During the presidential campaign, experts on preventing nuclear terrorism were almost giddy over Barack Obama's grasp of their issue. Not only was Obama attuned to state-level nuclear proliferation in places like Iran and North Korea, but he also appreciated the far less sexy threat of bomb-usable nuclear materials laying around sites like academic research reactors in Eastern Europe. (Repeat this mantra: Getting the nuclear material is the hard part. Making it go boom is comparatively easy.) Nuke wonks were especially heartened to see how, in his Time "Person of the Year" interview, Obama cited as his top priorities the economy, Afghanistan, nuclear proliferation, and climate change--in that order. In an only-in-Washington moment, one nonproliferation expert giddily called another to crow: "We beat global warming!"
Yet neither Einhorn nor Samore--nor the 10 staffers he is said to be overseeing--have yet been installed in their jobs. Nor have a slew of other people tasked with securing, relocating or destroying stashes of bomb-usable nuclear material around the world. Also vacant are important State Department positions like the assistant secretary for nonproliferation and the assistant secretary for verification, compliance, and implementation. (The latter is a Russia-centric post likely going to Rose Gottemoeller, a former Clinton energy department official who focused on nukes.) Smart nuclear-threat watchers rave about this team as "top-notch." But they're also itching to see them hit the ground running ASAP. "Let's go!" says one observer. "Let's get it on!" (Some progress: CSIS nonproliferation pro Jon Wolfsthal will soon be moving to Joe Biden's office to focus on these issues, Laura Rozen reports.)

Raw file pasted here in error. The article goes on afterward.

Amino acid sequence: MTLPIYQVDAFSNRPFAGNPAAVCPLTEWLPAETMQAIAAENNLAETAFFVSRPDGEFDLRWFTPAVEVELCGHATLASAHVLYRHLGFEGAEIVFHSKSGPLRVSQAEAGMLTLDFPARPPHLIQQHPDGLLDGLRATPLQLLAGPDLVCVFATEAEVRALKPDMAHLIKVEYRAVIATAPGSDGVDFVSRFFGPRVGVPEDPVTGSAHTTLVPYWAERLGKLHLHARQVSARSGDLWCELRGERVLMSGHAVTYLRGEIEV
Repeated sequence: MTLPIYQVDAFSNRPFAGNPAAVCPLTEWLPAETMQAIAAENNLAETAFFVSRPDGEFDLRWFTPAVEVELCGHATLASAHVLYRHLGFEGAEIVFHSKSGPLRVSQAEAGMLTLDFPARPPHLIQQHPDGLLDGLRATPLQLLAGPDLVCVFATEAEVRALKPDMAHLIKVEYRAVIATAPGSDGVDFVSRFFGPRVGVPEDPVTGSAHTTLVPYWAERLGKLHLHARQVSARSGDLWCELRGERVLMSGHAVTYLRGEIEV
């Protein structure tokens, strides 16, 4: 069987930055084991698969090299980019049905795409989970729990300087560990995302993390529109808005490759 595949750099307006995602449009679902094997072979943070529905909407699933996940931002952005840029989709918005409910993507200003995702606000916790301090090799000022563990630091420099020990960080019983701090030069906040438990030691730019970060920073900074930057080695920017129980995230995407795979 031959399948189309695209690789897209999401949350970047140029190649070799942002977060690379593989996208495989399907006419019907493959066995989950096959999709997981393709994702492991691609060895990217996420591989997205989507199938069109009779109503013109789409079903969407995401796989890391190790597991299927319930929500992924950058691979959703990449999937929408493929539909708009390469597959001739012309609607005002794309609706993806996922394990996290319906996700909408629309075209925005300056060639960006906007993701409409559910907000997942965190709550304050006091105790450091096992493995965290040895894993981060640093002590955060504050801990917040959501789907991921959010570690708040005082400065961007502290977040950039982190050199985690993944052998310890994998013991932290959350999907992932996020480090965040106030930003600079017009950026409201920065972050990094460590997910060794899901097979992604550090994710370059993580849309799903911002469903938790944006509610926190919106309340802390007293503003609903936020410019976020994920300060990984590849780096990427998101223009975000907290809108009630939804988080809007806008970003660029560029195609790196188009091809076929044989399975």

At the same time, there's some concern in the field that the delay in officially naming the new team is a bad omen--that the deluge of more pressing issues (the economy, Pakistan, Gaza) has once again distracted attention from the incremental and unglamorous work of securing nuclear materials in cities whose names may lack for vowels, or forging international protocols to secure and monitor the stuff bombs are made of. Some experts are also waiting for more specifics about the new White House WMD czar's job description. One expert frets that with a broad job mandate, "the things that are ALREADY getting sustained high-level attention, because things happen that push them to the front of the agenda -- like Iran and North Korea -- will get all the attention, and the things that aren't getting sustained high-level attention because they are ongoing states of being that don't change very much (like bad security for nuclear materials) still won't get much sustained high-level attention." By contrast, argues a presidential transition paper [PDF] written by experts at the Harvard Kennedy School's Project on Managing the Atom, the czar's "sole responsibility [should] be to wake up every morning thinking, what can I do to prevent a nuclear terrorist attack?'" Hard to argue with that. It'd be good to see a person who thinks that way behind a White House desk as soon as possible.